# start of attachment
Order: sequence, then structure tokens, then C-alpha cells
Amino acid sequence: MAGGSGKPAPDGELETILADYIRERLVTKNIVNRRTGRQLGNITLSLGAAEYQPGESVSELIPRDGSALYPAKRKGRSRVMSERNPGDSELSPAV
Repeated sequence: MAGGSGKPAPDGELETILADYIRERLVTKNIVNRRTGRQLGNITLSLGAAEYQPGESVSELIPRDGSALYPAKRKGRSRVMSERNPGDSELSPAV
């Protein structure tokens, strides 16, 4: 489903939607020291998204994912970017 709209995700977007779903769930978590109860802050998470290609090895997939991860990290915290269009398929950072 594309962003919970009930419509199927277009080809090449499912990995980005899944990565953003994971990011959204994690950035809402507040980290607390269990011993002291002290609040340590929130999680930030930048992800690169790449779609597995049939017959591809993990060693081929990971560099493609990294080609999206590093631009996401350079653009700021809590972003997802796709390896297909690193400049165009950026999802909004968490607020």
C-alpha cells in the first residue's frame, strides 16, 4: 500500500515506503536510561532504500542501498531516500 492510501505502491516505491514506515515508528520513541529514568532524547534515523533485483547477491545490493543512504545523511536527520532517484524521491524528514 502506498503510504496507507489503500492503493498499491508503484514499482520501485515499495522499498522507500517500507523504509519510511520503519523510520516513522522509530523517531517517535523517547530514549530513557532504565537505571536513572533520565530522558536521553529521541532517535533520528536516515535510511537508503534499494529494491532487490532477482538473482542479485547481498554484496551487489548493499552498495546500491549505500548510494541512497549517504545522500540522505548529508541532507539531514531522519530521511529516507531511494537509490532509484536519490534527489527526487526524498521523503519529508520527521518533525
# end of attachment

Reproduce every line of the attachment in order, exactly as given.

Order: sequence, then structure tokens, then C-alpha cells
Amino acid sequence: MAGGSGKPAPDGELETILADYIRERLVTKNIVNRRTGRQLGNITLSLGAAEYQPGESVSELIPRDGSALYPAKRKGRSRVMSERNPGDSELSPAV
Repeated sequence: MAGGSGKPAPDGELETILADYIRERLVTKNIVNRRTGRQLGNITLSLGAAEYQPGESVSELIPRDGSALYPAKRKGRSRVMSERNPGDSELSPAV
């Protein structure tokens, strides 16, 4: 489903939607020291998204994912970017 709209995700977007779903769930978590109860802050998470290609090895997939991860990290915290269009398929950072 594309962003919970009930419509199927277009080809090449499912990995980005899944990565953003994971990011959204994690950035809402507040980290607390269990011993002291002290609040340590929130999680930030930048992800690169790449779609597995049939017959591809993990060693081929990971560099493609990294080609999206590093631009996401350079653009700021809590972003997802796709390896297909690193400049165009950026999802909004968490607020």
C-alpha cells in the first residue's frame, strides 16, 4: 500500500515506503536510561532504500542501498531516500 492510501505502491516505491514506515515508528520513541529514568532524547534515523533485483547477491545490493543512504545523511536527520532517484524521491524528514 502506498503510504496507507489503500492503493498499491508503484514499482520501485515499495522499498522507500517500507523504509519510511520503519523510520516513522522509530523517531517517535523517547530514549530513557532504565537505571536513572533520565530522558536521553529521541532517535533520528536516515535510511537508503534499494529494491532487490532477482538473482542479485547481498554484496551487489548493499552498495546500491549505500548510494541512497549517504545522500540522505548529508541532507539531514531522519530521511529516507531511494537509490532509484536519490534527489527526487526524498521523503519529508520527521518533525